Paul Kelly, Wanted Man
By Chris Bourke © 1997
Paul Kelly’s first gig in New Zealand was at a doomed rock festival in Palmerston North in March 1987. The headliners were the Damned, who were an overpaid joke blown off the stage by Kelly and his band the Coloured Girls, the Dance Exponents and Herbs.
Kelly then played three nights at the Gluepot in Auckland. Word had got around about his remarkable double album, Gossip, which seemed to cover Australiana, childhood, romance, tragedy and the history of rock’n’roll and cricket in a few deft, clear strokes. Each night at the Gluepot the size of the crowd grew as the buzz spread about this songsmith and his no-nonsense pub-rock cohorts, the Coloured Girls. He left Auckland with a lot of new friends - a singalong with Al Hunter covered the Everlys, Beatles and Dwight Yoakam - and bag of second-hand books of NZ Lit.
Ever since, he’s made regular visits, sometimes alone, usually with a band of increased skill, always with a recently completed album of his trademarked mix of dirty realism and romance: Banjo Paterson on the same AFL team as Raymond Carver, Slim Dusty and Hank Williams.
In the last 10 years, Kelly has firmly taken residence as the poet laureate of Australian rock’n’roll. This month, he’s back in New Zealand on tour, celebrating the release of his compilation Songs from the South - a career retrospective which went to No 1 the first week it was out in Australia.
“The record’s hit a chord,” he says, with characteristic laconic understatement.
Although Kelly has had few actual chart hits, his songs have entered the consciousness and lives of the Australian public. It’s as if they take on a life of their own. “Songs like ‘Little Things’, ‘Bradman’ and ‘Everything’s Turning to White’,” he says, “songs that weren’t hits when they came out, or even get much radio play. But they’re popular songs, which people call out for in gigs. They’re songs I can still find a way to play.”
His songs, with their stark images of everyday lives, love affairs both alive and stale, and snapshots of recognisable scenes of urban Australia, enter the lives of his audience like a personal diary. “I watch people when I’m playing a show, and I see couples come along, singing together all the words to a song. Then I imagine them a few years later. They may not be together any more. They’ll be singing along to another song.”
With such realistic characters - the wife who kicks out an alcoholic husband, then takes him back; the ex-girlfriend who finds a new, wealthy lover; the ex-girlfriend who becomes a prostitute; the couple who never leave the sack - inevitably, many in the audience think he’s written about them. “I get that a lot. People come up and say, ‘How did you know to write my song? How’d you know that story about me?’ I get some strange letters.”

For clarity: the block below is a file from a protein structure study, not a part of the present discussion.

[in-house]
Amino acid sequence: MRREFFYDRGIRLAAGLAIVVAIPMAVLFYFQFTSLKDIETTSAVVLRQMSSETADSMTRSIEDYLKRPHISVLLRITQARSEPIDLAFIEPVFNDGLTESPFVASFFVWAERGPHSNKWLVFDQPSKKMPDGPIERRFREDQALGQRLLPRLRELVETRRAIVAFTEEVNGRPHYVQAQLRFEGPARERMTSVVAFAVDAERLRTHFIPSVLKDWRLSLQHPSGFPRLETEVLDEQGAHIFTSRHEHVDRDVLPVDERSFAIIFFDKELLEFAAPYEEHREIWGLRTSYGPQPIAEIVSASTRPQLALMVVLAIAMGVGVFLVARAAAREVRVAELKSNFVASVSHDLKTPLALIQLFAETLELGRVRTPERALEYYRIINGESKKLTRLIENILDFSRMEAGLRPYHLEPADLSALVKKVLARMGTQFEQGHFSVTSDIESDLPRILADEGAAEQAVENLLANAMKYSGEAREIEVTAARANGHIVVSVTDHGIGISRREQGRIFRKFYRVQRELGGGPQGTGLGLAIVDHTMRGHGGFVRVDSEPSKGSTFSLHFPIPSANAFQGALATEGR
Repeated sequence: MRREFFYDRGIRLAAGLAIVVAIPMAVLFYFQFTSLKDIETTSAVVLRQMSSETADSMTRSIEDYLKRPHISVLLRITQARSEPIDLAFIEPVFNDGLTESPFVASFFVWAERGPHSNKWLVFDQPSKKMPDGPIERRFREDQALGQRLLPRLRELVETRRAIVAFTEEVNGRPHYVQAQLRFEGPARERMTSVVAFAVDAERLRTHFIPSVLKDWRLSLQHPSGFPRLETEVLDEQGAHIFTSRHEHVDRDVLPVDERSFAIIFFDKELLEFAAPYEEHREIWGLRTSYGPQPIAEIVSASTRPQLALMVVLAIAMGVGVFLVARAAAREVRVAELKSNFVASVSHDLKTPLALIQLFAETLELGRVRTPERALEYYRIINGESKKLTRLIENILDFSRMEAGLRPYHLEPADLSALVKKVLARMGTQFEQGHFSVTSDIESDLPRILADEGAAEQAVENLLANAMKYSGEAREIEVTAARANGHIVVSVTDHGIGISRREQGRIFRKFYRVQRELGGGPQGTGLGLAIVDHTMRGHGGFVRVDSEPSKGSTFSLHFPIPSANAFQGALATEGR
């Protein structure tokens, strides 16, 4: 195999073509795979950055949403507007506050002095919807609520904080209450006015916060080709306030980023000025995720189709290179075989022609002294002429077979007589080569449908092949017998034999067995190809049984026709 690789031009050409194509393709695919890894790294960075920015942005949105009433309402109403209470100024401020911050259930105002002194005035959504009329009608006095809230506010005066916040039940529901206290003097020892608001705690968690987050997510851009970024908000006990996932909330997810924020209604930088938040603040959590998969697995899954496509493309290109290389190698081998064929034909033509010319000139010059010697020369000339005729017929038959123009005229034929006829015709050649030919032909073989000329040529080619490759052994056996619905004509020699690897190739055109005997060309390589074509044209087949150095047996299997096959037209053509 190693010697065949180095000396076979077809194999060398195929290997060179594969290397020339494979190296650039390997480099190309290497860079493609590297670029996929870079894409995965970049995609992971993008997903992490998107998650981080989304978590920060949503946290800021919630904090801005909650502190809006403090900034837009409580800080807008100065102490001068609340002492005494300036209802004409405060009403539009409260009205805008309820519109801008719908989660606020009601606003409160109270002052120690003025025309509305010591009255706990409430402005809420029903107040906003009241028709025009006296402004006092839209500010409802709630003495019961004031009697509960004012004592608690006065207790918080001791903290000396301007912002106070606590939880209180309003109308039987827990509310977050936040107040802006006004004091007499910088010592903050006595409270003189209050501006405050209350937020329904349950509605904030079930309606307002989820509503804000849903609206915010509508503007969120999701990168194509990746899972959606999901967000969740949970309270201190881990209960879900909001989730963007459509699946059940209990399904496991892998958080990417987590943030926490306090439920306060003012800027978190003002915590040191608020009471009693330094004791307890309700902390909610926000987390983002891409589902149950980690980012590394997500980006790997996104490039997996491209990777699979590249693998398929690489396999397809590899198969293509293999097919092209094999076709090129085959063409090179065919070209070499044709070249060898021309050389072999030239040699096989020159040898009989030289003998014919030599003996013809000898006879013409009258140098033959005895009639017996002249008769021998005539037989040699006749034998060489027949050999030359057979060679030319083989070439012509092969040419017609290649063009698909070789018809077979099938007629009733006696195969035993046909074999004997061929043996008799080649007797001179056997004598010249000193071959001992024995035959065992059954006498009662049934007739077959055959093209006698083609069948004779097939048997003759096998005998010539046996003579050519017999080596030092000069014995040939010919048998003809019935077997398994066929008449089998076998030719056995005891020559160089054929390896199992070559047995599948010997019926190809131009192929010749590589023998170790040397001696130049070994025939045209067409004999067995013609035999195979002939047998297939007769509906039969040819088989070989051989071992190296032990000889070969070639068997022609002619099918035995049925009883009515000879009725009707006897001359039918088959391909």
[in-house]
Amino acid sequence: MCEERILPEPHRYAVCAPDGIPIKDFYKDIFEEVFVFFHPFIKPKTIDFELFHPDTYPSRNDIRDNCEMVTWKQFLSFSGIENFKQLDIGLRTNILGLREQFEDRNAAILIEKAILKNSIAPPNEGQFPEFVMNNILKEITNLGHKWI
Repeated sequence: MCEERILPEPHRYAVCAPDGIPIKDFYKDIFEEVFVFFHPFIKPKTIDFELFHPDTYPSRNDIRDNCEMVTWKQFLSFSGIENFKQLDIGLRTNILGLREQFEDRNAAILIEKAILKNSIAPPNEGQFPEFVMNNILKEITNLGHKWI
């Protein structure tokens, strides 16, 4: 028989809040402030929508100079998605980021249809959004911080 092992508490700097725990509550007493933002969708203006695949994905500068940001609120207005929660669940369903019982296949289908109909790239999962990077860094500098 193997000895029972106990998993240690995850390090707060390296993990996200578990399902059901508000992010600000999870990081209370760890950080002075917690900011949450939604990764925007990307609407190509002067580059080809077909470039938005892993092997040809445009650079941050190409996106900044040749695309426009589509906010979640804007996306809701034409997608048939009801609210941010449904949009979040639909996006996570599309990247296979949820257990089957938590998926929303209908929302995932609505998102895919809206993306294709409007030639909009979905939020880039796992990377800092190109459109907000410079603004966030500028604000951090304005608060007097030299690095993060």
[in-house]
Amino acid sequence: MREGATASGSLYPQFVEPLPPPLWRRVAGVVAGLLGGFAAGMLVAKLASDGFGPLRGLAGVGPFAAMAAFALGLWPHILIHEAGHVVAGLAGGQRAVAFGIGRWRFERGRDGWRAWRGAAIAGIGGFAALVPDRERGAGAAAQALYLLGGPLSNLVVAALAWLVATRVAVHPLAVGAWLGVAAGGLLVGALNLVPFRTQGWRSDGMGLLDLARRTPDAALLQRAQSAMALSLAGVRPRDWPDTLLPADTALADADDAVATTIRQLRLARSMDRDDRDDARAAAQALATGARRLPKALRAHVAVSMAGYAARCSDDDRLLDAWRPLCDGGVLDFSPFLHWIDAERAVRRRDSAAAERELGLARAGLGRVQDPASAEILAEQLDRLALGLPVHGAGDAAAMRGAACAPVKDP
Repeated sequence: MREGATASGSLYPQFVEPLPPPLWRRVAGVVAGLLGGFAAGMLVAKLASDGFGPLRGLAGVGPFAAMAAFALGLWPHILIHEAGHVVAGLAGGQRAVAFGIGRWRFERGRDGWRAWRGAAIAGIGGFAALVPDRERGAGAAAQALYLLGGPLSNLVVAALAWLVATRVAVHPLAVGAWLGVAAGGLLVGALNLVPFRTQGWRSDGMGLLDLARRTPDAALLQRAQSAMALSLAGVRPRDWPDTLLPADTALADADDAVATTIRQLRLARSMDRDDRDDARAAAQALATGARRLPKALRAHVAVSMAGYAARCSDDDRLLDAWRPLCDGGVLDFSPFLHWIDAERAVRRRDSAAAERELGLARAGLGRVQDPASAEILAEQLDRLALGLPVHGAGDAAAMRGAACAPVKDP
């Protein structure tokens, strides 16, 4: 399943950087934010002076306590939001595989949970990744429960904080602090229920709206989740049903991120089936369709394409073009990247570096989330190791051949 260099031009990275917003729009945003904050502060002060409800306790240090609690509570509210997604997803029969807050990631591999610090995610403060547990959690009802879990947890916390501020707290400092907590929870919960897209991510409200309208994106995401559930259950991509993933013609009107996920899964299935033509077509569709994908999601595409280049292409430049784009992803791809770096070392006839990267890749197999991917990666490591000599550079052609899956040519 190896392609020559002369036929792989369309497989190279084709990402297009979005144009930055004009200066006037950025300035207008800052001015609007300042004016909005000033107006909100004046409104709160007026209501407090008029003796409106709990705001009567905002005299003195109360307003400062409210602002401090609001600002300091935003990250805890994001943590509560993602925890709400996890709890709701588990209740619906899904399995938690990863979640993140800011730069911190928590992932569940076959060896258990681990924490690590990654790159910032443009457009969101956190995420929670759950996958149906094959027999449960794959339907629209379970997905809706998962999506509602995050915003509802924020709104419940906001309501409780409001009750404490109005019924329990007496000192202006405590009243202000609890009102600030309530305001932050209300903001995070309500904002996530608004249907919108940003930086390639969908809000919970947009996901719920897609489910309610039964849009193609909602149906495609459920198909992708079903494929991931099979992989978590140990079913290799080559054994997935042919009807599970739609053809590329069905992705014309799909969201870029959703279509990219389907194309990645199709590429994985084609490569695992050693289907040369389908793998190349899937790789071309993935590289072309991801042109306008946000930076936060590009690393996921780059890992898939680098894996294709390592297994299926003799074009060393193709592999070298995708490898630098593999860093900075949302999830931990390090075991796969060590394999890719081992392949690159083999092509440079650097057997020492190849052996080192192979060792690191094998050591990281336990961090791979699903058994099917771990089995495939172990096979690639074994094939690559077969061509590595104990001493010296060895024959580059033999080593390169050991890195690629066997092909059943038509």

Have the songs ever got him in trouble?
“Not for a long time. The last trouble was ‘All the great aunts are either insane or dead’, but that was 10 years ago [from ‘Adelaide’, his paean to his hometown and childhood]. I had some eccentric aunts in Adelaide. But eccentric didn’t scan - so they became insane in the song. I explained to the family that I was making it up.”
‘Adelaide’ didn’t make the final cut of the compilation, despite his mother’s best efforts. “I told her I was making up a greatest hits record, or a selection. Everyone had an opinion about it, even total strangers. The guy in the local bottle shop started the thing up in the first place. He’d say, you really should put out a greatest hits. It’s been bugging me the last few years.
“So everyone had an opinion about the songs. When I first told my mother, she asked if she could make a list of her favourites. Sure. Next week I got a letter: she’d sent 61 songs. ‘Oh, I just started writing and I couldn’t stop,’ she said. That was really nice.”
Kelly wanted a couple of songs off each record, to get a broad spread of his career. He wanted to cover recent albums such as Deeper Water and Wanted Man, which aren’t as well known as his masterly Australian trilogy of the mid-80s, Post, Gossip and Under the Sun. “I wanted to represent those records, and the most well-known songs. Not necessarily my favourites, or what I thought were the best, just the most popular. I guess I slipped in a couple of things - ‘Wintercoat’, ‘Everything’s Turning to White’ - but they’re generally the songs that are called out for at shows.”
The arrival of the low-fi, acoustic Post in 1985 was like the second coming of Paul Kelly. With his band the Dots in the early 80s, he had put out two albums (Talk and Manila) which have none of the flair and assured songwriting of his later work. He was dropped by Mushroom, and many assumed that he’d had his chance in music. But the stark, confessional - and self-financed - Post (included on the compilation is the evocative ‘From St Kilda to King’s Cross’) won him back an audience, and another contract with Mushroom.